Environmental issues affect us all and keeping up to date with Mother Nature should be a high priority for everyone. The world is always in a state of change, but we can do our bit here in Hong Kong to protect the changes that we don’t want. Recycling and reusing where we can and making sure to limit our carbon footprint are good basic places to start. Here’s what’s been going on recently in our beautiful world!
Mourning a glacier
Iceland held the world’s first ever funeral for a glacier in August. The Okjökull glacier was the first in the country to be lost to climate change after the warmest July ever on record. Scientists fear all the island’s hundreds of other glaciers will be gone by 2200 as about 11 billion tonnes of ice per year are melting currently.
Good News for Coral
A scientific breakthrough at the Florida Aquarium in Tampa could potentially save America’s Barrier Reef, the third-largest reef in the world, which lies just off the Florida Keys. The project made history when a group of coral reproduced two days in a row for the first time in a lab setting. Being able to grow coral in a lab is good news as a disease is wiping out pillar coral in the reef. Who knows? Maybe the process can save all at-risk reefs.
Trouble for the Earth’s Lungs
Brazil declared a state of emergency in August over the number of fires in the region, most of them in the Amazon. More than 74,000 fires have been detected by Brazil’s space research centre. That’s an 85 percent increase from 2018. The fires are so bad that smoke completely darkened the skies in August over São Paolo, 2,700km away. The fires were caused by humans, either accidentally or deliberately. The Amazon produces more than 20 percent of the world’s oxygen so these fires could potentially have a global effect.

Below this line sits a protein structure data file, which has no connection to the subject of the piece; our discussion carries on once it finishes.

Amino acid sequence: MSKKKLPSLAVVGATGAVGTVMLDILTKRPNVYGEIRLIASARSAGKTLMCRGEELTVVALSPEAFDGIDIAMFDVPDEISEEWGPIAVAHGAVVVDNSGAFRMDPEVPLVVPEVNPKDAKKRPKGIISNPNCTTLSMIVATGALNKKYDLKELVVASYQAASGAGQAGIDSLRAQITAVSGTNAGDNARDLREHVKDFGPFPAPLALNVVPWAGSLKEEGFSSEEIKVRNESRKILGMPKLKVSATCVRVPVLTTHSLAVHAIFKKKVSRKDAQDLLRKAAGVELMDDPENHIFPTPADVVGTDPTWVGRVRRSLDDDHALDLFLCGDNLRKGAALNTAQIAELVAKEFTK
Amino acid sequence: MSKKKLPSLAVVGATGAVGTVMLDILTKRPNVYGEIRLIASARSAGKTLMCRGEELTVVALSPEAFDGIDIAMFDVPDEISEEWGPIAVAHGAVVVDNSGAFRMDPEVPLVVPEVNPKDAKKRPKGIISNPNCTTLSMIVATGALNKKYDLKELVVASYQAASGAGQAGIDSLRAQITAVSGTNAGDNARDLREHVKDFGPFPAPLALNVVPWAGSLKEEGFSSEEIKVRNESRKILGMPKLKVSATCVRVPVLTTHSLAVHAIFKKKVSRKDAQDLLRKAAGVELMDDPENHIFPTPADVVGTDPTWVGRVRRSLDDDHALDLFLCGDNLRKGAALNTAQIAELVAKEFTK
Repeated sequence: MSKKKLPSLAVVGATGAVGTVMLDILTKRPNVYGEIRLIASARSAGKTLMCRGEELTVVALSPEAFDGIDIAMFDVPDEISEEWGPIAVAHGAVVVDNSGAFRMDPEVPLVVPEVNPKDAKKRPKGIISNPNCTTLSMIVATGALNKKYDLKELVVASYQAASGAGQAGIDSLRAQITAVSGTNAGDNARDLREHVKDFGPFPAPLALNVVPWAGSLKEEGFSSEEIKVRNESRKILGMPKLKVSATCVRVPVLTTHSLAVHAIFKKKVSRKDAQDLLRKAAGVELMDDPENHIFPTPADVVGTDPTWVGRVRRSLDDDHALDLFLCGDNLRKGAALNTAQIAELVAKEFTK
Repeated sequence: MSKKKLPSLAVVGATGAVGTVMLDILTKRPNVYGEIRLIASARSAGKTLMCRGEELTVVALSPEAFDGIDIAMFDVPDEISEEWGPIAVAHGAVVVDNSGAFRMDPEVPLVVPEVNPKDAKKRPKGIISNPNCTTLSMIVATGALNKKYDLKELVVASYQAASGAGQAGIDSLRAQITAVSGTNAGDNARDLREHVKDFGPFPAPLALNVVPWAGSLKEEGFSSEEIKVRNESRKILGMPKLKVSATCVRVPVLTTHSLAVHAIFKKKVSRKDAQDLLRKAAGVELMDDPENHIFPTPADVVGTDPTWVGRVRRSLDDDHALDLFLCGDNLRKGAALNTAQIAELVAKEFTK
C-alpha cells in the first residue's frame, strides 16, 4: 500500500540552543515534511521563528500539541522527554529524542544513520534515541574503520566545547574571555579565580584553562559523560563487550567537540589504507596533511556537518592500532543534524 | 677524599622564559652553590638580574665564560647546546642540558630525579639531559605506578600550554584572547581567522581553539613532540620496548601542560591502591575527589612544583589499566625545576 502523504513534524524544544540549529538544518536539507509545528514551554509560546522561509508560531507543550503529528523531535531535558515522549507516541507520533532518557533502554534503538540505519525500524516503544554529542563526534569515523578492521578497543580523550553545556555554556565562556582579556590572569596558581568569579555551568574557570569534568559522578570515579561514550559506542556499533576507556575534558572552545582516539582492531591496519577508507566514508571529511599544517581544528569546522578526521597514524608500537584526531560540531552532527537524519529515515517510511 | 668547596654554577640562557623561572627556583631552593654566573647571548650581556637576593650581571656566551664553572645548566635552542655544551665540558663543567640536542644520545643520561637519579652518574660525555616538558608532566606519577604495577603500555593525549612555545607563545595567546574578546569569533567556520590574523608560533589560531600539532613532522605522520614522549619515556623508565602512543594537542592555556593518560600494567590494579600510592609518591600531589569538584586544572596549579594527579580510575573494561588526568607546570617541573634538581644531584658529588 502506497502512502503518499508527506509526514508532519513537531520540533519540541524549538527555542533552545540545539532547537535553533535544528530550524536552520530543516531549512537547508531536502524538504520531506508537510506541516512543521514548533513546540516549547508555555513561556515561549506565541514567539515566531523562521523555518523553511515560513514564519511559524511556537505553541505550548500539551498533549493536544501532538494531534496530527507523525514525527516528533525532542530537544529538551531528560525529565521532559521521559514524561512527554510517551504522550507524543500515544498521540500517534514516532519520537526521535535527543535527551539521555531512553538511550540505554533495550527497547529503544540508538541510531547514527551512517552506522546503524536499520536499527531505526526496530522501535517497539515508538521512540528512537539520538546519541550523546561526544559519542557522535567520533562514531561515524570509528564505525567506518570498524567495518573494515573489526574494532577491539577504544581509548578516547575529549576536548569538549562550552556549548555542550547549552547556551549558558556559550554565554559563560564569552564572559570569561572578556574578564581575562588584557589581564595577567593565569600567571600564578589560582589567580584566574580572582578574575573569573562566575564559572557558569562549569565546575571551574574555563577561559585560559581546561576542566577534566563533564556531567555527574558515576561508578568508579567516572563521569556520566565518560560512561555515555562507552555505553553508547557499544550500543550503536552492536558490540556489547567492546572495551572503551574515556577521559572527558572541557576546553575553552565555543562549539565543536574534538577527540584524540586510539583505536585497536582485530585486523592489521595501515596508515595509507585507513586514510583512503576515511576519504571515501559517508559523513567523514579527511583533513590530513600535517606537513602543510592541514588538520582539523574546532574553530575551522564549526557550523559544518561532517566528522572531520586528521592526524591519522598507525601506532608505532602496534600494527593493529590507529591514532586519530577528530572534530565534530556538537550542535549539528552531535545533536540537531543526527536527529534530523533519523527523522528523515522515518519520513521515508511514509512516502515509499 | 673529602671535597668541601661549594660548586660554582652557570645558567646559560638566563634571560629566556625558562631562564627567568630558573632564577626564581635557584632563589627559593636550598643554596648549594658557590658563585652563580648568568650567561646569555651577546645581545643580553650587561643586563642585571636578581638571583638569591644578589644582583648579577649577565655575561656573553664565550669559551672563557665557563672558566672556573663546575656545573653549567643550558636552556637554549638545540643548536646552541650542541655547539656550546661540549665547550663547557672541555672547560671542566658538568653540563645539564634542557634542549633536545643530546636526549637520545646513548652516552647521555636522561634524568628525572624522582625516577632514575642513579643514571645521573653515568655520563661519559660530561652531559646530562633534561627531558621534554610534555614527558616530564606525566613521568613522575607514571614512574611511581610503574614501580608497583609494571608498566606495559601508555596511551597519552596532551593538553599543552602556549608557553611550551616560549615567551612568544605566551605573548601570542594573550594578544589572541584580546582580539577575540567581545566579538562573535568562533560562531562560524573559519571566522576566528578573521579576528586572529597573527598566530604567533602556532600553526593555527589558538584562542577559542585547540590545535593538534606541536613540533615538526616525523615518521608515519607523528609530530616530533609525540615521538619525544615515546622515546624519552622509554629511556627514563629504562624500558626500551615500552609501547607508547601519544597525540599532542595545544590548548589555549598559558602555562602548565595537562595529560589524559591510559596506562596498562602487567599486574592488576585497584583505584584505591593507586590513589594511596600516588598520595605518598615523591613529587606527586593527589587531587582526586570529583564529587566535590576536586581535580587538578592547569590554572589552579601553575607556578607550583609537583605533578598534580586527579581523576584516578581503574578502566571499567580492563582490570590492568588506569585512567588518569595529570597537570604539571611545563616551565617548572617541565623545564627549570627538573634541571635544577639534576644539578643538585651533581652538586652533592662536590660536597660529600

Farewell to an Icon?
Giraffes may not be around for your grandchildren to see. Two subspecies have been added to the critically endangered red list for the first time. Giraffe numbers plummeted by a staggering 40 percent in the last three decades, with less than 100,000 remaining today. Loss of habitat and poaching are two big causes for the dramatic slide towards extinction.
Gift for Bumblebees
Holland has covered hundreds of bus stops in Utrecht with plants as a way to support the honeybee population. The roofs, which are primarily covered in sedum, also capture dust and rainwater. (They also look pretty cool!) The honeybee population is in danger globally because of insecticides.
This article first appeared in the October/November 2019 issue of Expat Living magazine. Subscribe now so you never miss an issue.